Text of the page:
Windows Phone 7.5 “Mango” Review

In the massive mobile phone market, where the war is won and lost on the operating system, it is no real surprise that Microsoft has hit back at market leaders Android and Apple. The release of Windows phone 7.5 mango is certainly trying to fight for marketshare, but has it got it right? Let’s take a look.

First impressions
Still using the same tile interface as Windows phone 7 on the start screen, 7.5 has the looks, but does it follow through? Yes, it does. Everything is clean, clear, almost sauvé; the live tiles are livelier, constantly updating to bring you the latest news. Now you can not only pin apps to the start screen, but specific features within apps. You are also able to pin contacts to your start screen, giving you the very latest from their Twitter and Facebook right in the palm of your hand. In fact, you get the option to pin just about anything you want to your start screen: email folders, webpages, artists, albums, playlists, everything, making this OS built for customisation.
Another new feature is the alphabetised apps in the secondary screen, meaning you don’t have to spend time arranging them logically, and once you have more than 45 apps the letters of the alphabet appear to separate them into groups. Meaning one tap and you can easily find your favourites.
So that’s how it looks, but how does it handle? Quickly, very quickly. The multitasking aspect of the phone works very well, and everything is a lot more responsive. Music players will happily run in the background while you surf the web, and the webpage you are on will stay put while you send a text. You get the same fast task switching as before, but now there is the inclusion of an app picker which allows you to choose what you go back to, making everything a lot more fluid.

Social networking
Windows phone 7.5 now incorporates Twitter, which was sorely missed in 7, LinkedIn, which is a nice inclusion and the Facebook integration is much better. If you are a Tweeter or love Facebook, all of your notifications appear in the me tile, so you can just tap your face and find out who’s saying what about you. You can also receive Facebook messages in the same way that you receive a text, infact they even appear in the same place. You can also switch between platforms, meaning that you can reply to a text with a Facebook message and vice versa making it a lot easier to keep track of communications.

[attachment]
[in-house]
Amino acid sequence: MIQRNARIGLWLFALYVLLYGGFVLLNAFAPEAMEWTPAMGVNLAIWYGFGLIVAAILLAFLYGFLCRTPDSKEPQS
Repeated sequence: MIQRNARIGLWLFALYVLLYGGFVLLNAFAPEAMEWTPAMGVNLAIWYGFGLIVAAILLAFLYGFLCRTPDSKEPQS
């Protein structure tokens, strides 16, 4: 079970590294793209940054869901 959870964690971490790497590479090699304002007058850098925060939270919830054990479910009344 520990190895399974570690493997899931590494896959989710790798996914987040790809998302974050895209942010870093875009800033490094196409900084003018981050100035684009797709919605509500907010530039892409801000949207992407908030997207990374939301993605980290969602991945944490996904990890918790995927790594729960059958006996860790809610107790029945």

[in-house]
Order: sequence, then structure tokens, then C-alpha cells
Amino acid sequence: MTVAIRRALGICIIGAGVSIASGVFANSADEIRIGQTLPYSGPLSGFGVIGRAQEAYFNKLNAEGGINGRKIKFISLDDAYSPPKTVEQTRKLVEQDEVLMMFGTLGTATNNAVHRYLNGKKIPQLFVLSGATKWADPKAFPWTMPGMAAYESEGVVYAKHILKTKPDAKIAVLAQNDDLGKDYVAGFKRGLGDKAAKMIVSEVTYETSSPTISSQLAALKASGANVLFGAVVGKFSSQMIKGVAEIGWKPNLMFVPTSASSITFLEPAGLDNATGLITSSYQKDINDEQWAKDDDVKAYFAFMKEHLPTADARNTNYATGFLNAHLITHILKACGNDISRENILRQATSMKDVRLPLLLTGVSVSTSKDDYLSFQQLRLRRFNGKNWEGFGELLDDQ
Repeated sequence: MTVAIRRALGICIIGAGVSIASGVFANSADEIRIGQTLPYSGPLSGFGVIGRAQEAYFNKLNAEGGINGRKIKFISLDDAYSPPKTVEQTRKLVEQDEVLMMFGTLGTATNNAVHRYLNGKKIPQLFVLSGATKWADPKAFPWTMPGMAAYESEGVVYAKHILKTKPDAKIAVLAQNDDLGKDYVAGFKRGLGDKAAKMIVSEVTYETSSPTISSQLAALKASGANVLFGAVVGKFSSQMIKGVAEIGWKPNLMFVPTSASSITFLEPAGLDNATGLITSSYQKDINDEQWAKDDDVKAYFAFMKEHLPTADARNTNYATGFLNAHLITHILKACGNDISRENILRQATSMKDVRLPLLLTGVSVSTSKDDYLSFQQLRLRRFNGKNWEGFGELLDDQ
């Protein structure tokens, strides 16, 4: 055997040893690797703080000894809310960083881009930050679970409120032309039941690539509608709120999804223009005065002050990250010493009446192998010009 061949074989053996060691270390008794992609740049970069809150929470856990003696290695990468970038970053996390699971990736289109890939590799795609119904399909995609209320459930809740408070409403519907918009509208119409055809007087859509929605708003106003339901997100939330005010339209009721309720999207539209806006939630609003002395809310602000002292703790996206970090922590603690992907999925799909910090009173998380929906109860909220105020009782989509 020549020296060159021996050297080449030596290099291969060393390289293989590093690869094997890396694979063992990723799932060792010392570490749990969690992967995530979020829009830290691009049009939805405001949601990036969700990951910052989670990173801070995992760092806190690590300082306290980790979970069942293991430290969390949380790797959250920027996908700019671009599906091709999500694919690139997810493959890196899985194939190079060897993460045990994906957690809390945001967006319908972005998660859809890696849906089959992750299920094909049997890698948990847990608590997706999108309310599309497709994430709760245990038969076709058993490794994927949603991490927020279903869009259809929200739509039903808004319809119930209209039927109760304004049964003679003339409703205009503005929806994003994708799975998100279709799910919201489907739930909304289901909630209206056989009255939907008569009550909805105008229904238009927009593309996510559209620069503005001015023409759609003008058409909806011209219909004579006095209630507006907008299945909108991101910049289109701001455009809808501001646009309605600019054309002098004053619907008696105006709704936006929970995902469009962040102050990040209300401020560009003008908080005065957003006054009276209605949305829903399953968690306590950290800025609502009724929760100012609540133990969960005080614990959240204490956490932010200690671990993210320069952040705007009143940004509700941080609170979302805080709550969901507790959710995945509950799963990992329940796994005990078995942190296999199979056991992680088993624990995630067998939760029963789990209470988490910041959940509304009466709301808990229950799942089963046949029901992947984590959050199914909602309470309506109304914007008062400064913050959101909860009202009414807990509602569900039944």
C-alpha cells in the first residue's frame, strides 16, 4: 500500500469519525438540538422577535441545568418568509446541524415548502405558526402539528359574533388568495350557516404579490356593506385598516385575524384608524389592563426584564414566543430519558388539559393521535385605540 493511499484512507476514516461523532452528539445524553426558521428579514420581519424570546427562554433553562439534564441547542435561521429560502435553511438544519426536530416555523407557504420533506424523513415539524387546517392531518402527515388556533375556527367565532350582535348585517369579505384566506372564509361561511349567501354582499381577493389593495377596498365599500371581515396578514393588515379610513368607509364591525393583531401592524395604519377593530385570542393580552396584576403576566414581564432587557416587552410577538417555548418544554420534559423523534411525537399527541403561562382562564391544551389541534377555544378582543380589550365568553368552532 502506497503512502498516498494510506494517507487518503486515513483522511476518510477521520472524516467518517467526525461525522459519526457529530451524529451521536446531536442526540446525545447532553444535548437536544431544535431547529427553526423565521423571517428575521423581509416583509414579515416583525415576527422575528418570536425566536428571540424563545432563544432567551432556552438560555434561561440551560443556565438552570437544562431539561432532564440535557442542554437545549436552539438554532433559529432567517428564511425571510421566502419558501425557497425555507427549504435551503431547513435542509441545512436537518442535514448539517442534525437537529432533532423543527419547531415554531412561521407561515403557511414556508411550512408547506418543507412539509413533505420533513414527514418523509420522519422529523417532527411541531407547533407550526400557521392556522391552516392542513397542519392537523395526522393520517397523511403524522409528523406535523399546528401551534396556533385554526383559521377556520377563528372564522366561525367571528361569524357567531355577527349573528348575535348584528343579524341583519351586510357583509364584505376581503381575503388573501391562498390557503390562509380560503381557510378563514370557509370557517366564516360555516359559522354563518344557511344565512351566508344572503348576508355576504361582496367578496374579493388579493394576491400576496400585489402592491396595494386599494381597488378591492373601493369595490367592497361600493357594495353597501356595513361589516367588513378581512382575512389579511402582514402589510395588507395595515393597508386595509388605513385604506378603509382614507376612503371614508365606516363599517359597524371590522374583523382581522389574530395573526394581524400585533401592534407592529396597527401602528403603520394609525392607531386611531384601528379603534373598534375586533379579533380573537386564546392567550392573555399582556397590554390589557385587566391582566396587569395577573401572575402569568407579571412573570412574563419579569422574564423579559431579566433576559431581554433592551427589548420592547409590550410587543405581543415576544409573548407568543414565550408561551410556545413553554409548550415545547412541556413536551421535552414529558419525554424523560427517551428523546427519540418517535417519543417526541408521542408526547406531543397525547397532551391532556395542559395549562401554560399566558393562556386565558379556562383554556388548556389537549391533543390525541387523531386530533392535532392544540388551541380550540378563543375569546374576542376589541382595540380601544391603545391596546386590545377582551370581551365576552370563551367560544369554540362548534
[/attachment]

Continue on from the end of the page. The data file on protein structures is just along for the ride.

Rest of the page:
The only thing that is missing here is a place for direct twitter messages, even though there is a seemingly perfect place to put them, which is a real shame.
Windows phone 7.5 mango uses internet explorer 9, a real browser that uses the same code as IE9 on pc based windows 7. It does however still lack the ability to run plug-ins like flash, which makes content on some pages an impossibility. The inclusion of the super-fast Chakra JavaScript engine means that you can run web based apps like google docs and access full webpages rather than restricted mobile versions. You also get the option to choose whether your device naturally opts for the mobile or full site versions which is a great touch.
The browser view is a big one, everything but the address bar is hidden behind a slide up menu. This means that you always get a near full screen view letting you see a lot more. What you do see is stunningly crisp and clear, making the online experience fantastic.